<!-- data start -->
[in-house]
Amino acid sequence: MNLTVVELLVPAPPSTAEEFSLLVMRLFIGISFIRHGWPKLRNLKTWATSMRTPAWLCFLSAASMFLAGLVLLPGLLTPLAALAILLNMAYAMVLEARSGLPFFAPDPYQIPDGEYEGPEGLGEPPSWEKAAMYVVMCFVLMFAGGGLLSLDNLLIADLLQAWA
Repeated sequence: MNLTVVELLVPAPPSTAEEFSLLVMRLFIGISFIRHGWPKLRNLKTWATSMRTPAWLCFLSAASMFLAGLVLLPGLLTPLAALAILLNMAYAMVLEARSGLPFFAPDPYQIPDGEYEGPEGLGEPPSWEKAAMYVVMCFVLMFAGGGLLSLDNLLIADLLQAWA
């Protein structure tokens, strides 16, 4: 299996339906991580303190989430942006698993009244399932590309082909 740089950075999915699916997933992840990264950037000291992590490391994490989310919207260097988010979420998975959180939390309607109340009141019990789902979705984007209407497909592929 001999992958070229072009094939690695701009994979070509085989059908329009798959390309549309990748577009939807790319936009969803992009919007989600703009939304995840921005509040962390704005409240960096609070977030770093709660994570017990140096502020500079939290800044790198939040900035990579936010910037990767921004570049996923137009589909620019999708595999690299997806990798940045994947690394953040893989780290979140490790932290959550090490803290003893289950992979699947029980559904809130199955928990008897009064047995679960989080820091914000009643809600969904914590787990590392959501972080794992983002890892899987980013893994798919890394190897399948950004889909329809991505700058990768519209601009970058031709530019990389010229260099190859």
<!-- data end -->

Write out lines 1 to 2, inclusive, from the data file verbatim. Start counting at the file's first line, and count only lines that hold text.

[in-house]
Amino acid sequence: MNLTVVELLVPAPPSTAEEFSLLVMRLFIGISFIRHGWPKLRNLKTWATSMRTPAWLCFLSAASMFLAGLVLLPGLLTPLAALAILLNMAYAMVLEARSGLPFFAPDPYQIPDGEYEGPEGLGEPPSWEKAAMYVVMCFVLMFAGGGLLSLDNLLIADLLQAWA